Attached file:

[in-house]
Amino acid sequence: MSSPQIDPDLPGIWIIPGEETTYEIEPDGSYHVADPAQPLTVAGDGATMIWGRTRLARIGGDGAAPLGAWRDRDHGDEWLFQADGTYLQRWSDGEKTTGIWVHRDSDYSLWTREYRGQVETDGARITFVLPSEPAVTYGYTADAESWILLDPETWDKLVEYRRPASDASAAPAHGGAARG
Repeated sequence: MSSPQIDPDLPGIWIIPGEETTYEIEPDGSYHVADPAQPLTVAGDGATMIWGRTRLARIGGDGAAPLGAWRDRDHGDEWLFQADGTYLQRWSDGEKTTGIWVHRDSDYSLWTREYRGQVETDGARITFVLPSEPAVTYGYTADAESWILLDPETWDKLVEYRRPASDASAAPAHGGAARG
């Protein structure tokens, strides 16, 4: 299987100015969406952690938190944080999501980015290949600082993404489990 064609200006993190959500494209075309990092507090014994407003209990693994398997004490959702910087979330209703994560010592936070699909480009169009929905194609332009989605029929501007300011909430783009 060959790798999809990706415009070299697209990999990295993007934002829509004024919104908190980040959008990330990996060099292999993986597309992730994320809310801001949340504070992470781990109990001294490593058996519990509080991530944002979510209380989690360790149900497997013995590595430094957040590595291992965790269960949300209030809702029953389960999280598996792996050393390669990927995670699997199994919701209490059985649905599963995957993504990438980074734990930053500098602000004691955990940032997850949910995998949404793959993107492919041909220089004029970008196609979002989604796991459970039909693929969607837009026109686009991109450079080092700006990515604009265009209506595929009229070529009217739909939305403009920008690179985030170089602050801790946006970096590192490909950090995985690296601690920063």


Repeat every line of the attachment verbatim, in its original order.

[in-house]
Amino acid sequence: MSSPQIDPDLPGIWIIPGEETTYEIEPDGSYHVADPAQPLTVAGDGATMIWGRTRLARIGGDGAAPLGAWRDRDHGDEWLFQADGTYLQRWSDGEKTTGIWVHRDSDYSLWTREYRGQVETDGARITFVLPSEPAVTYGYTADAESWILLDPETWDKLVEYRRPASDASAAPAHGGAARG
Repeated sequence: MSSPQIDPDLPGIWIIPGEETTYEIEPDGSYHVADPAQPLTVAGDGATMIWGRTRLARIGGDGAAPLGAWRDRDHGDEWLFQADGTYLQRWSDGEKTTGIWVHRDSDYSLWTREYRGQVETDGARITFVLPSEPAVTYGYTADAESWILLDPETWDKLVEYRRPASDASAAPAHGGAARG
């Protein structure tokens, strides 16, 4: 299987100015969406952690938190944080999501980015290949600082993404489990 064609200006993190959500494209075309990092507090014994407003209990693994398997004490959702910087979330209703994560010592936070699909480009169009929905194609332009989605029929501007300011909430783009 060959790798999809990706415009070299697209990999990295993007934002829509004024919104908190980040959008990330990996060099292999993986597309992730994320809310801001949340504070992470781990109990001294490593058996519990509080991530944002979510209380989690360790149900497997013995590595430094957040590595291992965790269960949300209030809702029953389960999280598996792996050393390669990927995670699997199994919701209490059985649905599963995957993504990438980074734990930053500098602000004691955990940032997850949910995998949404793959993107492919041909220089004029970008196609979002989604796991459970039909693929969607837009026109686009991109450079080092700006990515604009265009209506595929009229070529009217739909939305403009920008690179985030170089602050801790946006970096590192490909950090995985690296601690920063």